Tag Archives: Denver Restaurant Week

So-So Meal at Sullivan’s Steakhouse

Denver Restaurant Week disappointment at steakhouse chain.

SullivansSteakhouse-logoWe trek to Denver every year to share a Denver Restaurant Week experience with friends — and we’ve had some really good meals at very reasonable prices. Restaurant Kevin Taylor a few years back remains a stand-out memory, and TAG was very good as well. By contrast, the Denver location of Sullivan’s Steakhouse, which is part of the high-end DelFrisco’s Restaurant Group, was a triumph of form over substance. One of our friends, who thinks my husband suffers from meat deprivation, selected it. A thoughtful but misguided choice.

Located in LoDo near Coors Field, Denver’s Sullivan’s exhibits the classic Chicago steakhouse look — dark wood, moderated light, white tablecloths, waiters in white shirts and ties, etc. There are four included courses on the $30 DRW menu rather than the usual three, but that’s because steakhouses consider side dishes to be a separate course. Oh, and if you wanted one of their “signature butters and sauces,” which they list as a separate course, that would have been $2 additional. Such steakhouse practices always feel like a rip-off. Furthermore, plunking a lonely piece of meat on a white plate, maybe with a sprinkle of chopped parsley or a ramekin of steak sauce, isn’t visually appealing either. In fact, the entire meal at Sullivan’s was so predictable and minimally presented that I won’t waste pixels showing any images.

The food itself was mostly forgettable. The round bread loaf was soft-crusted and bland. A wedge of iceberg lettuce is a wedge of iceberg lettuce, no matter what is plunked on top. The mushroom soup was pronounced to be OK. I don’t really blame the restaurant for plating the Romaine lettuce for the Caesar salad ahead of time during restaurant week, but it had that sad, flat-on-the-plate texture of having spent a long time in the walk-in.

The filet mignon was pronounced good (I didn’t try it). The 14-ounce strip steak was tough and gristly in spots. Roasted (read: overcooked) balsamic chicken with wild mushroom couscous comprised two breast/wing halves that looked glazed but when it came to the flavors had no discernable balsamic taste. The couscous assemblage was salty and featured also-overcooked mushrooms and one lonely cippollini onion. Among us we ordered three desserts. My chocolate mousse looked like light mocha mousse and was flecked with chocolate grains — perhaps intentional. My husband’s Key lime pie wasn’t bad, except for the soggy crust. I didn’t taste the banana bread pudding across the table.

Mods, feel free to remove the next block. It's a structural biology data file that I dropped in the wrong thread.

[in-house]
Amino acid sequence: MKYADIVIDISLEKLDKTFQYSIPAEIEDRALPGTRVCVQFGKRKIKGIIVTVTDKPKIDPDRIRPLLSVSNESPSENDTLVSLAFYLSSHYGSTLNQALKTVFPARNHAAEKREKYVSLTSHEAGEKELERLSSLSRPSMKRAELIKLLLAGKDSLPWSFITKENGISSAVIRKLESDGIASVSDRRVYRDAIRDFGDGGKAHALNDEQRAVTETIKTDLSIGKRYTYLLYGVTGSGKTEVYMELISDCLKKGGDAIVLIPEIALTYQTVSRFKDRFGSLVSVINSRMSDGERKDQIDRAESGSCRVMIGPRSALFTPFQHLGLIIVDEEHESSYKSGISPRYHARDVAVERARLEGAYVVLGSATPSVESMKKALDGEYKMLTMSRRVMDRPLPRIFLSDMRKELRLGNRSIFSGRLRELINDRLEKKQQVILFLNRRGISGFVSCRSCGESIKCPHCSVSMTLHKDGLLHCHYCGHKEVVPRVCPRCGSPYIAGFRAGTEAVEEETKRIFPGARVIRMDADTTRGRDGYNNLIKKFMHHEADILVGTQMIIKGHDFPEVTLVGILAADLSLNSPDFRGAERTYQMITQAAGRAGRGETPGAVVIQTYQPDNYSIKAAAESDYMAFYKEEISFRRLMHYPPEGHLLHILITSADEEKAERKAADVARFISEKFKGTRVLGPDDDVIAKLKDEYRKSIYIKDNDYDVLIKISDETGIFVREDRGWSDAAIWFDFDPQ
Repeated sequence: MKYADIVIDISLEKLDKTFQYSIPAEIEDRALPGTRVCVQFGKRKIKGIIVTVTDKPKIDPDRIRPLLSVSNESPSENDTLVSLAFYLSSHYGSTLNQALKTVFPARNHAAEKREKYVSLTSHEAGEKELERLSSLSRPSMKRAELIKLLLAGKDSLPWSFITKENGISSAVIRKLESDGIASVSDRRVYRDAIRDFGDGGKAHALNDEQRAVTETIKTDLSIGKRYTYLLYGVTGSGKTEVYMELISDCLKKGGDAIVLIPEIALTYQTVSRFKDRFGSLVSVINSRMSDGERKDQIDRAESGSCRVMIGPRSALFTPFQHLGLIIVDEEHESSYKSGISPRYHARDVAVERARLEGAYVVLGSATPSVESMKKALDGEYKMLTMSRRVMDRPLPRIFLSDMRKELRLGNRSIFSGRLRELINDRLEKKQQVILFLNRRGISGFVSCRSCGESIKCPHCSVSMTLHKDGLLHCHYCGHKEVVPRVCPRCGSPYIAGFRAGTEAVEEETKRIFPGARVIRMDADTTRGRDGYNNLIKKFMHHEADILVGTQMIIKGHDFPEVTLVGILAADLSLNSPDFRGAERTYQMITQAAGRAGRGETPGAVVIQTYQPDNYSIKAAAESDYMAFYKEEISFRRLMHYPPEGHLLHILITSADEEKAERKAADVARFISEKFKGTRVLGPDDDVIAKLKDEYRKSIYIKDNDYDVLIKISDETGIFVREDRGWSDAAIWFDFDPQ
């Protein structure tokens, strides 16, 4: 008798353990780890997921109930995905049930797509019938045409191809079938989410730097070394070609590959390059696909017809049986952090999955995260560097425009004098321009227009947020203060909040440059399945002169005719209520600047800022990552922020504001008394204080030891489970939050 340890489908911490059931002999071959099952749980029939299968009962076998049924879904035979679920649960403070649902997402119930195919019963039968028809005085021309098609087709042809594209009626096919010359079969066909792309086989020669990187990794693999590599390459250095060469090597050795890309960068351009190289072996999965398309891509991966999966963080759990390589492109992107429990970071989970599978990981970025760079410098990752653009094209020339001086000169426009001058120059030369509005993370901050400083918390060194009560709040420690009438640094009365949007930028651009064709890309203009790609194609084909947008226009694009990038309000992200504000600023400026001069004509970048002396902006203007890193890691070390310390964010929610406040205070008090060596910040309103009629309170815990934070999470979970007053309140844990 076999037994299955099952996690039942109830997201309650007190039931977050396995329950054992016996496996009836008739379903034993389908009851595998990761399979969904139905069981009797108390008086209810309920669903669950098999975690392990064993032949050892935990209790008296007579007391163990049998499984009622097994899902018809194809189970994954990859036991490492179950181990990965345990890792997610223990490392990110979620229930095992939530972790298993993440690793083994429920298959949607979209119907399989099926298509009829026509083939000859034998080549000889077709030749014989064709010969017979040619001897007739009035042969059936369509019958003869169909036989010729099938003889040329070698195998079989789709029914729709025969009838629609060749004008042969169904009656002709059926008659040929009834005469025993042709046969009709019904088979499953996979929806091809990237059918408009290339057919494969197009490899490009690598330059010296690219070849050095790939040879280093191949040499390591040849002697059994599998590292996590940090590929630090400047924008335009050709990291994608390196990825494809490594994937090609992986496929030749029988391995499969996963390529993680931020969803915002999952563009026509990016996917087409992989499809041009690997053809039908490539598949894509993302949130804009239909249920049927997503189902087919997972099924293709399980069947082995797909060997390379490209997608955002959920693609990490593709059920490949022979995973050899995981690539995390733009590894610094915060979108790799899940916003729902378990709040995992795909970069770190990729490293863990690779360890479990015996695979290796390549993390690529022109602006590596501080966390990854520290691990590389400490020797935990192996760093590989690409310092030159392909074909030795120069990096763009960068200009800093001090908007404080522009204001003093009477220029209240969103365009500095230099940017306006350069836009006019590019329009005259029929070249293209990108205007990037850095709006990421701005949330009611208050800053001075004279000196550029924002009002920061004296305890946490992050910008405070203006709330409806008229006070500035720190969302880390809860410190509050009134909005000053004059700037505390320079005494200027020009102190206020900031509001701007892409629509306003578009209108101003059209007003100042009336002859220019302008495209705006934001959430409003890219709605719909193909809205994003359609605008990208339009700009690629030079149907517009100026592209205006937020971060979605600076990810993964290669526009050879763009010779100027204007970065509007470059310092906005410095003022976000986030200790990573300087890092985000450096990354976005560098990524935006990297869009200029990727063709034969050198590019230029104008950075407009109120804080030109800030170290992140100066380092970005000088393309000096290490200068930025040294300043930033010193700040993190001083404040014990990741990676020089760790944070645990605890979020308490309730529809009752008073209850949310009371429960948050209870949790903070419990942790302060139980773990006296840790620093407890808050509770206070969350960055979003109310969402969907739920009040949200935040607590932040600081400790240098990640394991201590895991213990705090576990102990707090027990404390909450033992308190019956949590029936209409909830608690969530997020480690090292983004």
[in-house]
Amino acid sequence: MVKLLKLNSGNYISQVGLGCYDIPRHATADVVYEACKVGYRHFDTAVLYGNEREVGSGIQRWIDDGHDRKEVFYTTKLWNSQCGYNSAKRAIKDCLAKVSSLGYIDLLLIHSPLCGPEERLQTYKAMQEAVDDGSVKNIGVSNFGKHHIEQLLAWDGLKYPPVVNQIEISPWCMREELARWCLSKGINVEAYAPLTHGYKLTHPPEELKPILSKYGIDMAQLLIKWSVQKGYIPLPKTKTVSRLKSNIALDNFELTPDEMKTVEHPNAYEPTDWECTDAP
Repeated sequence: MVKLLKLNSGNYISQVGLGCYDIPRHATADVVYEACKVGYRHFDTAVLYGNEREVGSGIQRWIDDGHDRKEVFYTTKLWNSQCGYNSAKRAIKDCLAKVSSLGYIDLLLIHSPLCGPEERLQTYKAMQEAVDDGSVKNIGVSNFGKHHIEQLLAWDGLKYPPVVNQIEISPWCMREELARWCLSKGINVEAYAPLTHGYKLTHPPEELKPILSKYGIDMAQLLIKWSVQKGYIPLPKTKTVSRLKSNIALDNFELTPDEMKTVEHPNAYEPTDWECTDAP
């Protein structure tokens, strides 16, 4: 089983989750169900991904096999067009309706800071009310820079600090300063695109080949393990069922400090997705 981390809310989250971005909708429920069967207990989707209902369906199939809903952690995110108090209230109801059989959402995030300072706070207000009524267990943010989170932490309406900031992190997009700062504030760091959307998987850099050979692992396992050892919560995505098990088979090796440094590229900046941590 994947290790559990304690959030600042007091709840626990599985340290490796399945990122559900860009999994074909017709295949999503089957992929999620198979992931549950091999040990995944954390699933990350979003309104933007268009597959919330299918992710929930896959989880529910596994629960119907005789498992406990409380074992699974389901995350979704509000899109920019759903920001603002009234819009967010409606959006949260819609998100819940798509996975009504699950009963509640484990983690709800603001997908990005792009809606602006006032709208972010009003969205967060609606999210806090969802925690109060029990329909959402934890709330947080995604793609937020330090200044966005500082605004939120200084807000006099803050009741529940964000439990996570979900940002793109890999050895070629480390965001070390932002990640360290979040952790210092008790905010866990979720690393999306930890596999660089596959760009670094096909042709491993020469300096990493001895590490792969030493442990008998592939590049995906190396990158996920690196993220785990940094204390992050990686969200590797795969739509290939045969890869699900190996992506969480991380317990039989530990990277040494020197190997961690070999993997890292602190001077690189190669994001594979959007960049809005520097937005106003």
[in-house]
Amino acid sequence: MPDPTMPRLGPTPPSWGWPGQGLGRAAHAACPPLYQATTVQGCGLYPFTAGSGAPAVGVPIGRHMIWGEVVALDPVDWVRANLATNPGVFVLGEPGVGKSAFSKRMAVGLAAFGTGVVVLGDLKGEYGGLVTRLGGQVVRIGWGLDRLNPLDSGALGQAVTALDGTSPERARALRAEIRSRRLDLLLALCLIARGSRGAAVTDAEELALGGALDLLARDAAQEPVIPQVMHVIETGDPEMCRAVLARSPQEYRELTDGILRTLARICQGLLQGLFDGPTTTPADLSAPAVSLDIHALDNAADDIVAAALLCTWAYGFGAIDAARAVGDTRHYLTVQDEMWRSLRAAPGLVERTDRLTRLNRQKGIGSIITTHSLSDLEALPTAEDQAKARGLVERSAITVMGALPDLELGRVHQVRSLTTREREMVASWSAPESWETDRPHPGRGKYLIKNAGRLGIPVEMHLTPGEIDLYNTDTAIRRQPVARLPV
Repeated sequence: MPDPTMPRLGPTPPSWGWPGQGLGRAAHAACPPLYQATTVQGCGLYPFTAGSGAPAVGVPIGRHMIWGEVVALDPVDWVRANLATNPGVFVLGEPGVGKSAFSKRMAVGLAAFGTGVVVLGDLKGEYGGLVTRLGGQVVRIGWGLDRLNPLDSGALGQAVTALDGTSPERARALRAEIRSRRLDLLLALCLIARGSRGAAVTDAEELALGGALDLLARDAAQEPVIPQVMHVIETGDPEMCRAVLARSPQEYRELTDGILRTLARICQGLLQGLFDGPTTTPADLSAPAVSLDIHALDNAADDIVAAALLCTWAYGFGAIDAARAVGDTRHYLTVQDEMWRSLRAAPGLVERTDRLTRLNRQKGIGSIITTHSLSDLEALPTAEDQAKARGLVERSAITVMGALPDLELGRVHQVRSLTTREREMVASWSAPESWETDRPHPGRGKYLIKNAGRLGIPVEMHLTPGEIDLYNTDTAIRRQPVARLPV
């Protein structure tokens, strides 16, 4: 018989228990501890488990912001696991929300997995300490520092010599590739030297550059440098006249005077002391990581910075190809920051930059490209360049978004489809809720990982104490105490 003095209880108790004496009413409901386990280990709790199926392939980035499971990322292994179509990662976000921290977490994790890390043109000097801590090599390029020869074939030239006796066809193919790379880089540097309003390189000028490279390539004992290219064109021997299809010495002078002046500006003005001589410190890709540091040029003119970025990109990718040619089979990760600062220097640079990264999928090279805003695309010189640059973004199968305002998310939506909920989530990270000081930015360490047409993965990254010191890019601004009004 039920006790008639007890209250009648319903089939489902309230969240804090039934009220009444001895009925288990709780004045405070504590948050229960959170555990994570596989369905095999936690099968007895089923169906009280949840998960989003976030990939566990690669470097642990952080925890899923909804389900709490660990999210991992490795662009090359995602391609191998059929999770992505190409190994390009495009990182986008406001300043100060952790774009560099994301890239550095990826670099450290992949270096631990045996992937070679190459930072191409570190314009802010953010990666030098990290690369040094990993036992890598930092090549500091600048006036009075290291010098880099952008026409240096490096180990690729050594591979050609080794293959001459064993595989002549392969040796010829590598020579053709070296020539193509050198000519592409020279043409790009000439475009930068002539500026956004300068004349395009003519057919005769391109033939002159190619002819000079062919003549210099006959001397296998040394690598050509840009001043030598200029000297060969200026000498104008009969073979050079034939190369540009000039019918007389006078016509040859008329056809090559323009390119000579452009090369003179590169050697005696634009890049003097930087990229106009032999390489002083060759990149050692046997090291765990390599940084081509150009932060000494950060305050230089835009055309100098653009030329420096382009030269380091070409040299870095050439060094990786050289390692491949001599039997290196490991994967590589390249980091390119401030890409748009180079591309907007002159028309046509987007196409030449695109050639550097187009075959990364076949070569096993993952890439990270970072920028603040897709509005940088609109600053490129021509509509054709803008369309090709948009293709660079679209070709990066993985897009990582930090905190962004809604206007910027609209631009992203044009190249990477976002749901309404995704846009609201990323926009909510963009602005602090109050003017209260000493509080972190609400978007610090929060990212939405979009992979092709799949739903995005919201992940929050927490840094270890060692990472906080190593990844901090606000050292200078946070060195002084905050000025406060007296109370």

DRW pricing has risen to $30 per person. Add one glass of wine (mine), tax and tip, my husband and I dropped nearly $100 on this mediocre meal. I don’t care for most steakhouses and on my own, I avoid chains. Nothing in this experience caused me to modify my opinions — even allowing for the DRW crush. Be forewarned.

Sullivan's Steakhouse on Urbanspoon

Denver Restaurant Week Starts Saturday

Extroverted Mayor Hancock sabers a champagne bottle to launch dining event

DenverRestaurantWeek2011.logoDenver Restaurant Week, which should probably be called Denver Winter Restaurant Week, begins tomorrow, Saturday, February 22, with some 313 metro area restaurants offering $30 prix fixe dinners through February 28. Instead of the previous two-week “week,” there’s now just one, with a second week scheduled for August.

Mayor Michael B. Hancock has again proven to be more hands-on than simply ceremonial official who issues proclamations when it comes to city-wide events. Hizzonor previously tapped a keg of beer made from Denver Urban Gardens-grown pumpkins and personally delivered 10 pizzas to a fifth grade classroom to honor young Yohanis Shay who won a Denver Public School system essay contest writing about Martin Luther King Jr.

His latest was to launch the Restaurant Week by sabered a champagne bottle. See the video at

Denver Restaurant Week 2014

In addition to splitting the dining promotion into two weeks across the calendar from each other, the per-head tab has gone up for the first time in 10 years, rising from $52.80 for two or $26.40 per person, but some restaurants — wanting to hold the price line — have thrown in an extra course or a glass of wine. Tax and gratuities, of course, are additional, but it’s still a helluva good deal. We have our reservations. Do you?

LoHi Steakbar for Restaurant Week

Unusual selections for Denver Restaurant Week at Highland steakery